Hepatitis C, Hispanic Ethnicity Linked to HCC Mortality

Those with HCV infection have 18-fold higher risk of hepatocellular carcinoma mortality

FRIDAY, Aug. 20 (HealthDay News) -- Hepatitis C infection and Hispanic ethnicity are associated with a higher risk of hepatocellular carcinoma (HCC)-related mortality, according to research published in the August issue of Clinical Gastroenterology and Hepatology.

Zobair M. Younossi, M.D., and Maria Stepanova, Ph.D., of the Inova Fairfax Hospital in Falls Church, Va., analyzed data from 15,866 participants in the Third National Health and Nutrition Examination Survey from 1988 to 1994.

The researchers found that, over a median follow-up of 160 months, 14.55 percent of the subjects had died, with 25 of the deaths related to HCC and 58 deaths non-HCC liver related. Factors that predicted mortality related to HCC were hepatitis C infection (hazard ratio [HR], 18.12), Hispanic ethnicity (HR, 5.14), and age (HR, 1.10). Factors predicting non-HCC liver-related mortality included hepatitis C (HR, 27.00), nonalcoholic fatty liver disease (HR, 11.56), alcoholic liver disease (HR, 10.81), and iron overload (HR, 6.18).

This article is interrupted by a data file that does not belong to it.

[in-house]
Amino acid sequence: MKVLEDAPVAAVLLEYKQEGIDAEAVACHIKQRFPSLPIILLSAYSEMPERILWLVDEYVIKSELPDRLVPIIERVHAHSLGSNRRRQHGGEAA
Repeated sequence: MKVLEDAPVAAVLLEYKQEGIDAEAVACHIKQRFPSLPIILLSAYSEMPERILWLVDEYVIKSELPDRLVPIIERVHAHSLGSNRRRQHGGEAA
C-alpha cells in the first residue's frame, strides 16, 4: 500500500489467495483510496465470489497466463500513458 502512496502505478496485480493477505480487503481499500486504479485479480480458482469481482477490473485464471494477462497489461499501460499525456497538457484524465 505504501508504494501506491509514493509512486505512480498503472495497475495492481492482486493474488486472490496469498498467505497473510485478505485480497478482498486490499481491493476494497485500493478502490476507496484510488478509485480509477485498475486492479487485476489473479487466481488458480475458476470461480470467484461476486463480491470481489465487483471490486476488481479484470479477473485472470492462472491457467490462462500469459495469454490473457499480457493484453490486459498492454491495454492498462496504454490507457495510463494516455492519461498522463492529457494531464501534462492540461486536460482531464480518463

"Although early diagnosis and treatment of all liver diseases and diabetes mellitus may favorably impact all liver-related mortality, screening and treatment of hepatitis C virus may specifically improve the rate of HCC-related mortality. In addition, screening and treatment programs must target all individuals at risk for HCC, including Hispanic Americans," the authors conclude.

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